POST Covid-19 pandemic changes in the housing market have led to a crisis within the rental sector and Islanders have told the Isle of Wight County Press the situation is 'desperate'.

A combination of rising house prices, demand for second homes here, and landlords selling up while the market is buoyant, means it is increasingly difficult for Island families to buy or rent.

Lettings agents are reporting that any property that comes on to the rental market is a rare commodity and will garner 30 applicants within the hour.

Tenants are fearful of not finding accommodation when their notice period is up, and others are not upsizing as their family grows, because they are too worried at giving up their existing home and not finding another.

One couple told the County Press they might have to consider moving off the Island because they simply can't find anywhere to rent.

Their landlord decided to sell and they were given their notice. The property sold for £30,000 above the asking price, such was the demand for it.

The man's father wrote to the CP: "I believe there is a desperate situation building here on the Island. The house owner found out that house prices have risen a lot and put the property on the market, giving them notice to move out.

"Having searched through a number of Island letting agents they have been informed that every rental property has a queue of 20 people waiting, and that people are not buying buy-to-lets but buying second homes at the moment.

"Despite being in work, they cannot find anywhere to live. If they move off the Island, does this mean a lot of services will lose staff because they have nowhere to live?"

Isle of Wight County Press:

A Ventnor family found themselves in a worrying situation when their landlord put their flat up for sale, along with a number of others in the portfolio.

The tenant said: "The housing situation is pretty bad at the moment with so many people looking for a property and the prices being so high.

"We haven’t found anywhere yet as there are hardly any properties available. Our current home is sold subject to completion.

"We are in a two bedroom and really need a three bedroom, but three-bed family homes are certainly lacking.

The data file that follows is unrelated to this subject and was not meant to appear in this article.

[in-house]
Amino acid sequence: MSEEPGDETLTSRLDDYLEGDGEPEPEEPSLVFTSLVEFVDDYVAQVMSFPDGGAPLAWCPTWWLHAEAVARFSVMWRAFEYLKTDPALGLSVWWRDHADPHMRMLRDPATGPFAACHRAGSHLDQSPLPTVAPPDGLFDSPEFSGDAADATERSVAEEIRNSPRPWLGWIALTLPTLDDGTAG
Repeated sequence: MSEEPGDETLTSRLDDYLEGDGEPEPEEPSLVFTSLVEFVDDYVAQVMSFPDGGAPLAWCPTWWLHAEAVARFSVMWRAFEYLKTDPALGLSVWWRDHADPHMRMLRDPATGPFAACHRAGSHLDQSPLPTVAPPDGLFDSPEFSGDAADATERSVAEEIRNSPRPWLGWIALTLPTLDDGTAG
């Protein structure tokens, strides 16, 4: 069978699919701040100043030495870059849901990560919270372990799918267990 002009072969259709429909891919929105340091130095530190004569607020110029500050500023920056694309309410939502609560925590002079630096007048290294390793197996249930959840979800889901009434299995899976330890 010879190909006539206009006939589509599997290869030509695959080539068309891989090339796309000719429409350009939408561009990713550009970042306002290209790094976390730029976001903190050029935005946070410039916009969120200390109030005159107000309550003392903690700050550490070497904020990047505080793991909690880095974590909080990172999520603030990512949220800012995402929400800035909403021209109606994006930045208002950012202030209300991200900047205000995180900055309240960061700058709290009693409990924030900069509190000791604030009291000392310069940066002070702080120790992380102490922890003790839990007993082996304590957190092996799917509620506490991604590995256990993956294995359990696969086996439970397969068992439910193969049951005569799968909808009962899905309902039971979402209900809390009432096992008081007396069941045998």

"I believe the Covid situation has exacerbated this situation as so many landlords are selling up, as so many people are wanting to move here now they are able to work from home.

"People from the mainland are so desperate to live here, they offer way over the asking price.

"The second homes and AirBnBs don’t help either.

"I would say there is definitely a housing crisis which needs to be addressed. There should be an adequate amount of housing available to local residents who have lived and worked here for years."

Ben Hollis, director of Lancasters Estate Agents, said houses were selling within an average of 14 days and the market was buoyant, but this was impacting on the rental market.


He said: "It is a simple supply and demand thing, due to a 'perfect storm' of events.

"Stamp duty is a red herring — no one uproots their family to save a few hundred pounds. There is more to it than that.

Isle of Wight County Press:

"A lot of people found out they could work from home, and people didn't need to live within the M25 for work anymore.

"People who were waiting for semi-retirement before making the move started doing it earlier.

"There's been a big influx of mainland buyers, and people already on the Island are looking for bigger places.

"People want space now, they want to work from home so they are looking for office space, garages to convert, extra bedrooms. Those living in apartments now want gardens.

"Profits for landlords aren't as big these days due to changes in taxation and fears of changes in capital gains tax. Additionally, landlords get good money if they sell now."

Rental properties are now like gold dust.

Ben said on average, 30 people will stake an interest in a rental property as soon as it is marketed, and it is then taken off the market within the hour.

Sue Davidge, lettings manager at Arthur Wheeler, said they were experiencing the same trend.

She said landlords are removing properties from the market by selling them.

She said: "We've got the situation where tenants have been given notice and should be moving out soon, but they've got nowhere to go.

"We have, on average, 20 to 30 calls per property as soon as the advert goes live, as demand is outstripping supply.

"People in one-beds aren't moving up to two-beds because they can't find anything, and the average family home is really hard to come by."

Social media is awash with people asking if anyone knows any properties for rent.

What can be done about the rental problem? Does Cornwall have the answer?